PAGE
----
Story by Brenna McCallum
When Scott Avett was a college student at East Carolina University (ECU) in the late 90s, he would often make the hour and a half drive to Raleigh to wander the galleries of the North Carolina Museum of Art. He found himself captivated, not by the modern and contemporary works, but by the European Old Master collections that displayed 17th century Italian, Spanish, and Flemish paintings.
Avett’s experience at ECU was formative, something he referred to later as a period in his life where he knew that: “Making things…being an artist was just who I was. I can’t say enough about East Carolina University and the art program there. I would recommend it to anyone that loves making, and loves visual art.”
Twenty years later (and two weeks ago), Avett found himself leading an artist’s talk through these very same rooms and halls, giving a behind-the-scenes look at the work of his first solo exhibition: INVISIBLE.
Family remains a constant and evolving theme that centers itself in both Avett’s visual and musical work with his band The Avett Brothers. INVISIBLE’s defining feature is its larger-than-life portraits of Avett, his wife, Sarah, and their three children. Taken as a whole, the exhibition provides a vulnerable, emotional, and tender depiction of modern family life.
Much like the period from which the paintings Avett so admires hail, he seems to embody the quintessential definition of a Renaissance Man. From music and songwriting to oil paintings and prints, Avett has always worked in multiple mediums. He’s created the cover art for several of The Avett Brothers albums, and most recently for Brandi Carlile’s Grammy Award-winning album By the Way, I Forgive You..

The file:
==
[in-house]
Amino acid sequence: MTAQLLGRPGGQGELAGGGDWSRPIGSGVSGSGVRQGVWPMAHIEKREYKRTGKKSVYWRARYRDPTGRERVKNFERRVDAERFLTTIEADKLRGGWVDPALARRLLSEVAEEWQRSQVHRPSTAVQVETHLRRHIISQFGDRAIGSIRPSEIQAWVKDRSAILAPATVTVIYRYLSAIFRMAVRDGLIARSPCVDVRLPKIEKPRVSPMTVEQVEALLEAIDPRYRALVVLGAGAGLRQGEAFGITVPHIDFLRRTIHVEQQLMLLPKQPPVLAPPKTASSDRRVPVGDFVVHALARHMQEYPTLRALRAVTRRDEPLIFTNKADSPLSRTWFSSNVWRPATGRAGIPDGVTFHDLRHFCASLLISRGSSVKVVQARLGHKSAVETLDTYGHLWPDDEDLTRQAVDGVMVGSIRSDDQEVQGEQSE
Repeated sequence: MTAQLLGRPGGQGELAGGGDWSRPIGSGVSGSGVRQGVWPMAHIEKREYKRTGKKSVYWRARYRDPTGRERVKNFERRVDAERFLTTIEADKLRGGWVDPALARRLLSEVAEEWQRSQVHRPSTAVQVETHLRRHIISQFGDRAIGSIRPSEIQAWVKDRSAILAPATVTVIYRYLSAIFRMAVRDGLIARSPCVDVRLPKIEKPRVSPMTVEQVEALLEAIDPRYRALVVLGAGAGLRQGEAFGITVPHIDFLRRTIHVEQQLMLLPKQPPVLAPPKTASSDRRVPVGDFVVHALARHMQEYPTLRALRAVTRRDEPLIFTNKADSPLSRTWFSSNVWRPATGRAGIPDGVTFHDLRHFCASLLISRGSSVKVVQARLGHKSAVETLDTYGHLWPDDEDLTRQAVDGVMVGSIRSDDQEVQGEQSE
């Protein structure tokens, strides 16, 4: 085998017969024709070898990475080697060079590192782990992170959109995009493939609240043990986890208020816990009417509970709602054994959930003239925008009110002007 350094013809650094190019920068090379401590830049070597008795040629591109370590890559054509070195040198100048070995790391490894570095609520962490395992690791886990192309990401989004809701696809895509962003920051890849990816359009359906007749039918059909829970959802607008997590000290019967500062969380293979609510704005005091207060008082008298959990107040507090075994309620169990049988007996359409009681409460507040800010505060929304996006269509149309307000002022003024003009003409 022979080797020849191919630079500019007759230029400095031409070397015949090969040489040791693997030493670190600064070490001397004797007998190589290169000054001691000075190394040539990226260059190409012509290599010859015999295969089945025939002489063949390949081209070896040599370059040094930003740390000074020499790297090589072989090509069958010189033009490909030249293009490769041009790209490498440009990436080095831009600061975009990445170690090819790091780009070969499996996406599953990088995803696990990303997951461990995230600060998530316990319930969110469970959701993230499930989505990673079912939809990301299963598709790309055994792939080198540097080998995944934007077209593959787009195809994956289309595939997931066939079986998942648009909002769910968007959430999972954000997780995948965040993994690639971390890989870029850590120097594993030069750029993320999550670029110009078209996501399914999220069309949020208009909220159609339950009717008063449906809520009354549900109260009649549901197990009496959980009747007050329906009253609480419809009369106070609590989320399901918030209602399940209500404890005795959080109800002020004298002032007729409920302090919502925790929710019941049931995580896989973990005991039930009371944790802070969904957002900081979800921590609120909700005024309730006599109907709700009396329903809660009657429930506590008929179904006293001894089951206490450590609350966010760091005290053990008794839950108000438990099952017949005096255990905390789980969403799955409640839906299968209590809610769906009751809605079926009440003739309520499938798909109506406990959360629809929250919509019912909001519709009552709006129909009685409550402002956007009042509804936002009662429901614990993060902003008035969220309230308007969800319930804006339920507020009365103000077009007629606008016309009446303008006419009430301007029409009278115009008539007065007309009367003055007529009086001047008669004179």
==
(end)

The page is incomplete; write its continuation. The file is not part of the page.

In what feels like kismet, a piece of Avett’s work can be found hanging outside the bounds of his exhibition space. Nestled in with the Flemish classics, the painting used for the cover of The Avett Brother’s album I and Love and You hangs next to a work so similar in style that one might not notice anything was out of place but for the tombstone identifying it as an Easter egg from the INVISIBLE exhibition.
NCMA curator Linda Dougherty decided to hang the work amongst the museum’s permanent collection as a playful surprise for visitors, as well as in homage to Avett’s avid admiration for the classics.
Scott Avett: INVISIBLE will be on display at the North Carolina Museum of Art now through February 2, 2020. Learn more here.